Volume 21, Issue 2
  • ISSN 0929-0907
  • E-ISSN: 1569-9943
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The recent debate on pragmatics and the law has found ways to circumvent an important distinction, originally drawn by Dascal and Wróblewski (1991), between the historical law-maker, the current law-maker, and the ideal/rational law-maker.1 By insisting on the relationship between the rational law-maker and contextualism and textualism (see Manning 2005, 2006), I want to redress this fault in current discussions. In this paper, I start with general considerations on pragmatics, intentionality in ordinary conversation, and intentionality in the context of judiciary proceedings and legal texts. I then move on to considerations on rationality as a prerequisite for understanding the law and on the rational law-maker, an ideal construct proposed by Dascal and Wróblewski (1991). I argue that contextualism (of the moderate kind) is the best way to carry out the program by Dascal and Wróblewski on interpretation and the rational law-maker (also see considerations by Fish 2005); (on contextualism see Dascal and Weizman 1987). I argue that bearing in mind the rational law-maker postulated by Dascal and Wróblewski is a guidance to interpretation of statutes whose texts create interpretative difficulties. I conclude by saying that the considerations on the rational law-maker constitute a compromise between Scalia’s (1997) textualism and contextualism (see Manning 2005, 2006 on the divide between textualism and contextualism).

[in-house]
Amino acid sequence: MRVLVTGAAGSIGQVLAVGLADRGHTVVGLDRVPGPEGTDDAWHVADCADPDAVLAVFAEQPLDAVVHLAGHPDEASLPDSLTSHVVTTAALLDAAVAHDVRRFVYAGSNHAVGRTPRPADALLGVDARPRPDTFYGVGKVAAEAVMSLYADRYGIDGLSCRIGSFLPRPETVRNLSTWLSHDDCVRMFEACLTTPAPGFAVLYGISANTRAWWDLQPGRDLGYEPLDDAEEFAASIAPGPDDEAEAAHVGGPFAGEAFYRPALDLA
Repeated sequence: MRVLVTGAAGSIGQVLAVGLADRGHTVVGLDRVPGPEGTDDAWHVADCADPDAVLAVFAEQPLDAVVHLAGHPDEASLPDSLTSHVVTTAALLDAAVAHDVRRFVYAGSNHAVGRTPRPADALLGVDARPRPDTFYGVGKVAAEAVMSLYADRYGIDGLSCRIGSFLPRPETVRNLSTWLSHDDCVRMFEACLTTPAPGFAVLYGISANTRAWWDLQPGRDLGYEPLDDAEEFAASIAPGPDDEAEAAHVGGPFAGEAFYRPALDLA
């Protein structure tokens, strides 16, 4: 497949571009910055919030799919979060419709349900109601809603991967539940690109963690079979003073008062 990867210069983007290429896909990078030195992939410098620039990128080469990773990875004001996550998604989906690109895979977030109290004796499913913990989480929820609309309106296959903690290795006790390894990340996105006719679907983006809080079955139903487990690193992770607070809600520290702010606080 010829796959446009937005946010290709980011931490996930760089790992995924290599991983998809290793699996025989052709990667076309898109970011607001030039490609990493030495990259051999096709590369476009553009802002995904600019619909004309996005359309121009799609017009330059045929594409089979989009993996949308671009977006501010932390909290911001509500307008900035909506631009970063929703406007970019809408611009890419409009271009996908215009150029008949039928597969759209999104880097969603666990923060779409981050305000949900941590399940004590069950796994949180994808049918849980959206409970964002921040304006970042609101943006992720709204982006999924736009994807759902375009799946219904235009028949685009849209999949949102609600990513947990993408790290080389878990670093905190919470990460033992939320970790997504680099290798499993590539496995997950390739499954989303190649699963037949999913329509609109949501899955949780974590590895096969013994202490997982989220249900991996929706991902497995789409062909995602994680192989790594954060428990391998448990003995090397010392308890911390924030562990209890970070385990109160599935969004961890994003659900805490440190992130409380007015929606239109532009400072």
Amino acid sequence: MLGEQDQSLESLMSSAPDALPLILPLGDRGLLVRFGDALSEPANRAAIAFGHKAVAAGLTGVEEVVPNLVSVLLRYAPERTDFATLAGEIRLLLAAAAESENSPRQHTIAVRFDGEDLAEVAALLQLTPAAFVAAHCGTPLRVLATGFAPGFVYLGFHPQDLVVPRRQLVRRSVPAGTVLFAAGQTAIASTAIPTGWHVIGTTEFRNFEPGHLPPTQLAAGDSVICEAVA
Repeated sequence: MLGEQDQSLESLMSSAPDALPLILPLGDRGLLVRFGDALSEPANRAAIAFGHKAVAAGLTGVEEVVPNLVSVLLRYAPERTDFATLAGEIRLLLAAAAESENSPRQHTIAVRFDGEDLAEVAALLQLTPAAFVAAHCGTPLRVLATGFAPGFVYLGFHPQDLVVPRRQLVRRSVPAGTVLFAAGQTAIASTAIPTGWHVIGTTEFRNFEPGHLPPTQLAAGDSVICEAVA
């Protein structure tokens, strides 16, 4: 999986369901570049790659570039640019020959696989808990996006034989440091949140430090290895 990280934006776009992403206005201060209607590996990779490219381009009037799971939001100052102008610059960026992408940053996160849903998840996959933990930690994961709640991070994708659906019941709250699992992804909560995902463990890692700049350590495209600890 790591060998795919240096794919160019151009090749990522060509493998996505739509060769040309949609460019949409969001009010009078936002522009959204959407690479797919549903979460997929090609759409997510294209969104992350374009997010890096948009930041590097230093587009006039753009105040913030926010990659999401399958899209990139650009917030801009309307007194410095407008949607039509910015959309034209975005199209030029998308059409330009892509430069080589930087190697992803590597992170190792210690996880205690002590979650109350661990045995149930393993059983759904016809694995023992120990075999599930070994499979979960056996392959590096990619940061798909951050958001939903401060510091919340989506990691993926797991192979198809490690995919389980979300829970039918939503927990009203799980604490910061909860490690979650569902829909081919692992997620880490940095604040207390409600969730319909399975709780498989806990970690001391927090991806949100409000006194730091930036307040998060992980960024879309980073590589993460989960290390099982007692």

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  • Article Type: Research Article
Keyword(s): Contextualism; Gricean pragmatics; pragmatics and the law; rational law-maker
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